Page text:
History 152 Syllabus

History 152 Syllabus - History 152 Introduction to Western...

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History 152: Introduction to Western Civilization since 1500 Professor Rachel Weil Office Hours: Monday 11:30-1:00 434 McGraw Hall phone: 255-8897 email [email protected] TA: TBA Office Hours: TBA Office:TBA phone:TBA email: TBA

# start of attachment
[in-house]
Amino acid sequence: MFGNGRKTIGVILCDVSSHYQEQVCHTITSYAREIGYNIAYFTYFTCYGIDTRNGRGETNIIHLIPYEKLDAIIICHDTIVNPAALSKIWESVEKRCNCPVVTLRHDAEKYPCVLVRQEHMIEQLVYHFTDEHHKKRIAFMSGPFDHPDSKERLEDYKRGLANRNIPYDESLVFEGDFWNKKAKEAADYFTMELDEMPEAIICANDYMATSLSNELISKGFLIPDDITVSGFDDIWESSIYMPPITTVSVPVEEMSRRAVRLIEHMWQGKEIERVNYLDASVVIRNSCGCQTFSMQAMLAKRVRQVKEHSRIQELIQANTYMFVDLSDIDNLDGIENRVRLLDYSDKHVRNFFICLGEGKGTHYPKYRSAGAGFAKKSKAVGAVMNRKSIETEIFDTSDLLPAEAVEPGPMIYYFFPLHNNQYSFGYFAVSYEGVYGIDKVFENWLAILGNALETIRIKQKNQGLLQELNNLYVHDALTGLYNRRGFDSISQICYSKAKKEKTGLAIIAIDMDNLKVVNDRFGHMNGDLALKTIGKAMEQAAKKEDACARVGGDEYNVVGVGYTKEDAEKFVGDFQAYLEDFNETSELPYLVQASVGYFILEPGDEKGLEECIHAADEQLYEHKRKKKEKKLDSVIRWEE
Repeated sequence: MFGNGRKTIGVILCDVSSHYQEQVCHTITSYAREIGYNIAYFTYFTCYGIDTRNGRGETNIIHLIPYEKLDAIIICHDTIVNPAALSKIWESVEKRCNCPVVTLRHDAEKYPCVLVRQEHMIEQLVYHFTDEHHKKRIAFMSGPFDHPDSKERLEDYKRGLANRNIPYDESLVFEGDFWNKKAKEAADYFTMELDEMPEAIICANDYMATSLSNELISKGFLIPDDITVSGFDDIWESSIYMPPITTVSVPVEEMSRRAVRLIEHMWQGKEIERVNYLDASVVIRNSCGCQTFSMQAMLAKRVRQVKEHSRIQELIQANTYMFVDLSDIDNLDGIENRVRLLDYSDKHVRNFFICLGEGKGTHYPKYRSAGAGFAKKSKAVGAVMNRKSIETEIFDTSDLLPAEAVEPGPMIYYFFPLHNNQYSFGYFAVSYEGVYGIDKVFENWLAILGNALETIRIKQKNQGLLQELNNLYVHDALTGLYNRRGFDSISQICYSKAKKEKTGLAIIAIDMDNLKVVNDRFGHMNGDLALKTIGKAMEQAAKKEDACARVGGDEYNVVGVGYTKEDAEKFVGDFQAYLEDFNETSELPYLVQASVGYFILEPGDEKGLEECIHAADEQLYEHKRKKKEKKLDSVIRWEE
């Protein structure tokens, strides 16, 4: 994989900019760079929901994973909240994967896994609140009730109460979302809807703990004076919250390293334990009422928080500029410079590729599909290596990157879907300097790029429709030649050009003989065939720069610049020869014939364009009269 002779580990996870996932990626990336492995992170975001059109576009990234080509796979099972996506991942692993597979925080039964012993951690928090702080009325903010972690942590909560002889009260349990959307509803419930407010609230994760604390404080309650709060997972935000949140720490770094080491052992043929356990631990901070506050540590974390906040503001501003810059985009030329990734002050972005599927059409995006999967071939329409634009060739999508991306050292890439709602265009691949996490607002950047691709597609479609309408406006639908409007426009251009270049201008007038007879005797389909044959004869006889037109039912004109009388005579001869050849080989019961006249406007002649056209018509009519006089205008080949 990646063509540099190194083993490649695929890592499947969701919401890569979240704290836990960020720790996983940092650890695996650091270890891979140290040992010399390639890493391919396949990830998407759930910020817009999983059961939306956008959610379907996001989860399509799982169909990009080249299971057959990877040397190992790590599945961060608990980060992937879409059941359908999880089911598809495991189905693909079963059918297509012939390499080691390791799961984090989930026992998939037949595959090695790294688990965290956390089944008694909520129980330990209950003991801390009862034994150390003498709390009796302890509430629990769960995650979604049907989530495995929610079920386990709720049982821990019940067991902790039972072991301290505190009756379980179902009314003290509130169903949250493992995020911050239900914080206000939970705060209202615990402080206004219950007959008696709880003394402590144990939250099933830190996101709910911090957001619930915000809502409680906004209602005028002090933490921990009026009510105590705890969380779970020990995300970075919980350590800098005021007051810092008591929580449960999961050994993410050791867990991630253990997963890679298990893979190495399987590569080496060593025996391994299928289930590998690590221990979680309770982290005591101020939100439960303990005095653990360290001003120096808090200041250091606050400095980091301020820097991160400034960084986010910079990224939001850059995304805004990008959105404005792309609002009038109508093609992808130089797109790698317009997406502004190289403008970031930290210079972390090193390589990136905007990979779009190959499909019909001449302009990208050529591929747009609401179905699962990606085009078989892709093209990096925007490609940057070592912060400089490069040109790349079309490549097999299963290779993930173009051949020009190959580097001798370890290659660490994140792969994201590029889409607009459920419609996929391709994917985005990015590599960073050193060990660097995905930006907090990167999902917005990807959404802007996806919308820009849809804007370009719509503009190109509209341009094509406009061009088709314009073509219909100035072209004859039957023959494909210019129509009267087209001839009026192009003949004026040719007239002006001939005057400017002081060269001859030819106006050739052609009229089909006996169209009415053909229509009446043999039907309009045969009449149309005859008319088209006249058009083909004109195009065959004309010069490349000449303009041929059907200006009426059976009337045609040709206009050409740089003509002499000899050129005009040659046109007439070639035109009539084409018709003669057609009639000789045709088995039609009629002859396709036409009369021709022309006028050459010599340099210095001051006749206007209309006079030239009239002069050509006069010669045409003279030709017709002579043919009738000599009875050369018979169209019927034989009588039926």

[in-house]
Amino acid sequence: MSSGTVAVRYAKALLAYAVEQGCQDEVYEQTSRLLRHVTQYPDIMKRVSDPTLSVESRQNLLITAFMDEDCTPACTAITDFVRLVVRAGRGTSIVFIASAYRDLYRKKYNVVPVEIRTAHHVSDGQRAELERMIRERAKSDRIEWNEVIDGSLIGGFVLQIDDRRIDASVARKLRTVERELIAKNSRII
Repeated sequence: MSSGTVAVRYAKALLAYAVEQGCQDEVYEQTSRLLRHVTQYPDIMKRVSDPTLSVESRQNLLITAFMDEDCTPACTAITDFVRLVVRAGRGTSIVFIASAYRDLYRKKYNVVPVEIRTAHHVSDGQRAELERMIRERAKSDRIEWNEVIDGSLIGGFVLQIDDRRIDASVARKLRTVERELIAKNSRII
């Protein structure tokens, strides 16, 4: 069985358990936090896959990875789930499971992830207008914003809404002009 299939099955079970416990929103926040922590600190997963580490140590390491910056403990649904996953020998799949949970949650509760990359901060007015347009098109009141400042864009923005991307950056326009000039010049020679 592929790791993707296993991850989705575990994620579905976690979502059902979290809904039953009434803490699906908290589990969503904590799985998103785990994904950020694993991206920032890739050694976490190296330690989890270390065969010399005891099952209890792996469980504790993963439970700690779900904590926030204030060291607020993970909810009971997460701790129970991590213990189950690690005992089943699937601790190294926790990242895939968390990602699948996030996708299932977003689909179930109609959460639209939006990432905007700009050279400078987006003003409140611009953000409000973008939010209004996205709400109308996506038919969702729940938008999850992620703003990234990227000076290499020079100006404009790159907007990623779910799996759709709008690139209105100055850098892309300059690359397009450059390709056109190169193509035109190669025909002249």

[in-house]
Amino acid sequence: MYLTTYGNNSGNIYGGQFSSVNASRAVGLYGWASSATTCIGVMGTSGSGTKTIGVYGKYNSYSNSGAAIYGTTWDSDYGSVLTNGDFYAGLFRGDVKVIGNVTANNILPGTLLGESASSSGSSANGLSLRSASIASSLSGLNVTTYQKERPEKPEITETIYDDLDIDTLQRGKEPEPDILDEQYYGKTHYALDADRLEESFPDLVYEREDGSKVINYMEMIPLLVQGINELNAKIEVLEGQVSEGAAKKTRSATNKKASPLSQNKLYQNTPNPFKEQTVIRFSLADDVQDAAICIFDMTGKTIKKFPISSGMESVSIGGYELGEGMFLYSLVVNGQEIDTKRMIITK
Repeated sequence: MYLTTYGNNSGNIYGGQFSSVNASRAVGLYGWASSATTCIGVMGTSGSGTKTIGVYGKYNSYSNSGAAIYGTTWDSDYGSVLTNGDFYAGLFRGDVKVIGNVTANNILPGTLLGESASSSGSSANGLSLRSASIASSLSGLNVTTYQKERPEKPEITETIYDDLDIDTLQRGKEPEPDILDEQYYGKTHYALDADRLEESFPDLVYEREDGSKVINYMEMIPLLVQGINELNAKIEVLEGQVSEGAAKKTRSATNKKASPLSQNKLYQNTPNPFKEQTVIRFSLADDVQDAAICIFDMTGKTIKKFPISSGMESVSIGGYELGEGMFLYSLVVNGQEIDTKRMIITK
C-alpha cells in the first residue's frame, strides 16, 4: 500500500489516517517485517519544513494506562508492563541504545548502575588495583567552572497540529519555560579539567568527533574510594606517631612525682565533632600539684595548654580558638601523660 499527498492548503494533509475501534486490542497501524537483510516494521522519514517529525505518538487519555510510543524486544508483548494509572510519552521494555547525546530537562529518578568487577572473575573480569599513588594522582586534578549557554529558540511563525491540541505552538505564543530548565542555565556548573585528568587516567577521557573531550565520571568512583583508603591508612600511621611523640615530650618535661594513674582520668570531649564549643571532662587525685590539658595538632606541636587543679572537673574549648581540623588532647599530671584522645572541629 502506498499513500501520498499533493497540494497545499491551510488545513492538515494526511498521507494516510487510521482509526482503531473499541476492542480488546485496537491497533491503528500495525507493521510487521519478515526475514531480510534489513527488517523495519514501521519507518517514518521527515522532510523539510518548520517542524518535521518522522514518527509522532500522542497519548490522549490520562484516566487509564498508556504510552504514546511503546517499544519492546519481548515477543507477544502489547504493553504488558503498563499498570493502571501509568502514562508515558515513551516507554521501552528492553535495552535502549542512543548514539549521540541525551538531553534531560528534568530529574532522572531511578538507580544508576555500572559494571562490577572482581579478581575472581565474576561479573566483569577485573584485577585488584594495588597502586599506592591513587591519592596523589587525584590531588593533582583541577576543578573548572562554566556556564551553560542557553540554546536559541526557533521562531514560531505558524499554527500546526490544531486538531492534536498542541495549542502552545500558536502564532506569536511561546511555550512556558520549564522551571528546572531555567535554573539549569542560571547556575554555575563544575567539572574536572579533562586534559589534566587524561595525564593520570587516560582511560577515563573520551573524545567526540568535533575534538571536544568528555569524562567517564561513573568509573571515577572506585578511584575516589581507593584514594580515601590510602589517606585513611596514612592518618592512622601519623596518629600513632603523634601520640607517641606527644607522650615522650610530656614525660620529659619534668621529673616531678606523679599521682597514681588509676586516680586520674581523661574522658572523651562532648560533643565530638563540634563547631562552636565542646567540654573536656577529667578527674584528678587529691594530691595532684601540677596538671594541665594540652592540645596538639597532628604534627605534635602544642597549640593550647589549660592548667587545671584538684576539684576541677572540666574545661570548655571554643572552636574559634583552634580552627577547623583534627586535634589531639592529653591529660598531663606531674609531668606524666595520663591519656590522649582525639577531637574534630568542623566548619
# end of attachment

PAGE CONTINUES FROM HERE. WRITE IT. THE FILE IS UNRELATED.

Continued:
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Surveys the major developments in European history since the Protestant Reformation: religious conflict, the Enlightenment, the French Revolution, ideologies of liberalism, nationalism and socialism, Imperialism, Fascism and Communism, the Cold War, decolonization and the emergence of a "new world order." This course aims to fulfill some of the traditional goals of a "great books" course through exposure to major thinkers of the Western tradition: Luther, Hobbes, Locke, Kant, John Stuart Mill, Marx, Primo Levi. Student will also learn to use and interpret a wide range of primary documents by not-so-great thinkers: memoirs, parliamentary debates, propaganda, and even film. Prominent themes in the course are: the experience of violence in historical context, the relationship of Europe to the rest of the world, and problematic nature of European and national identities. Books to Purchase T. Noble, et. al Western Civilization: The Continuing Experiment Volume II: Since 1560 Karl Marx & Frederick Engels, The Communist Manifesto Ernst Jünger, Storm of Steel Primo Levi, Survival in Auschwitz History 152 Course Packet Part I (available now) History 125 Course Packet Part II (available in 3 weeks) Assignments and Grading Two 5-7 page document comparison papers (20% each), due on February 18 & April 21 In-Class Midterm Exam (10%), Friday March 28 Written 2-3 page debate plan, and participation in Great Debate (15%), March 12 Final exam (15%) Attendance and Informed Participation (20%). See below for attendance policy.
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